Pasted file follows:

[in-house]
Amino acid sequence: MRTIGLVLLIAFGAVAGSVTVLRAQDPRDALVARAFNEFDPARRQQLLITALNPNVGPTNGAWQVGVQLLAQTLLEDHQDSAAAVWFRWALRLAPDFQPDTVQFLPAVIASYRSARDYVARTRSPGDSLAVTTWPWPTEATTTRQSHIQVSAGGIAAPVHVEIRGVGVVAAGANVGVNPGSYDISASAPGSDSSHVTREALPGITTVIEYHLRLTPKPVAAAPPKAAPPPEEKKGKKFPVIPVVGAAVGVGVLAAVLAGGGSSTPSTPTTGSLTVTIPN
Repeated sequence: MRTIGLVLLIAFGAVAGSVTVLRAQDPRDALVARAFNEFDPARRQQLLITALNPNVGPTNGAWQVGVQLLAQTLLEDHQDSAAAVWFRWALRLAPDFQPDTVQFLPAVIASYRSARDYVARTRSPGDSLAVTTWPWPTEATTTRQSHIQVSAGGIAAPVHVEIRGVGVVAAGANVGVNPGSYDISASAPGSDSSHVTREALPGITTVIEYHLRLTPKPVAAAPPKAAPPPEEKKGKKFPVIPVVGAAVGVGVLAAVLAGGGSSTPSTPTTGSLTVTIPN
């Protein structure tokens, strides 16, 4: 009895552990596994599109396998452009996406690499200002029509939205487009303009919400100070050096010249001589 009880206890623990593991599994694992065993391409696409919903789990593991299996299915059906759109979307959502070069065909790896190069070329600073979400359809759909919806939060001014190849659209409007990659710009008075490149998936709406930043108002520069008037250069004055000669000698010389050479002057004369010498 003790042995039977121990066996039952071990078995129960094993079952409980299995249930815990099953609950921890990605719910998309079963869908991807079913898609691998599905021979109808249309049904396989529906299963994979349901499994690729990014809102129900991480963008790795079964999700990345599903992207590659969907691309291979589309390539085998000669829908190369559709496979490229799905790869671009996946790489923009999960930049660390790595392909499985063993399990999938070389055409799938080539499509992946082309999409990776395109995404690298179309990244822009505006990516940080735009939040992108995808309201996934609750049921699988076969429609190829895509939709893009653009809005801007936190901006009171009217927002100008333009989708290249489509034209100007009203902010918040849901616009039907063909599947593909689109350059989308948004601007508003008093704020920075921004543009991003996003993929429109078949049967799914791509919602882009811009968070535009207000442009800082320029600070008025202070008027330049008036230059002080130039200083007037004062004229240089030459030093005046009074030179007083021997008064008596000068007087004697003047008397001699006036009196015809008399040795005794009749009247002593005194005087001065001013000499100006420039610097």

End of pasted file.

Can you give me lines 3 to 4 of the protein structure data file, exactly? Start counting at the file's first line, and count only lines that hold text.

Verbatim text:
Repeated sequence: MRTIGLVLLIAFGAVAGSVTVLRAQDPRDALVARAFNEFDPARRQQLLITALNPNVGPTNGAWQVGVQLLAQTLLEDHQDSAAAVWFRWALRLAPDFQPDTVQFLPAVIASYRSARDYVARTRSPGDSLAVTTWPWPTEATTTRQSHIQVSAGGIAAPVHVEIRGVGVVAAGANVGVNPGSYDISASAPGSDSSHVTREALPGITTVIEYHLRLTPKPVAAAPPKAAPPPEEKKGKKFPVIPVVGAAVGVGVLAAVLAGGGSSTPSTPTTGSLTVTIPN
């Protein structure tokens, strides 16, 4: 009895552990596994599109396998452009996406690499200002029509939205487009303009919400100070050096010249001589 009880206890623990593991599994694992065993391409696409919903789990593991299996299915059906759109979307959502070069065909790896190069070329600073979400359809759909919806939060001014190849659209409007990659710009008075490149998936709406930043108002520069008037250069004055000669000698010389050479002057004369010498 003790042995039977121990066996039952071990078995129960094993079952409980299995249930815990099953609950921890990605719910998309079963869908991807079913898609691998599905021979109808249309049904396989529906299963994979349901499994690729990014809102129900991480963008790795079964999700990345599903992207590659969907691309291979589309390539085998000669829908190369559709496979490229799905790869671009996946790489923009999960930049660390790595392909499985063993399990999938070389055409799938080539499509992946082309999409990776395109995404690298179309990244822009505006990516940080735009939040992108995808309201996934609750049921699988076969429609190829895509939709893009653009809005801007936190901006009171009217927002100008333009989708290249489509034209100007009203902010918040849901616009039907063909599947593909689109350059989308948004601007508003008093704020920075921004543009991003996003993929429109078949049967799914791509919602882009811009968070535009207000442009800082320029600070008025202070008027330049008036230059002080130039200083007037004062004229240089030459030093005046009074030179007083021997008064008596000068007087004697003047008397001699006036009196015809008399040795005794009749009247002593005194005087001065001013000499100006420039610097």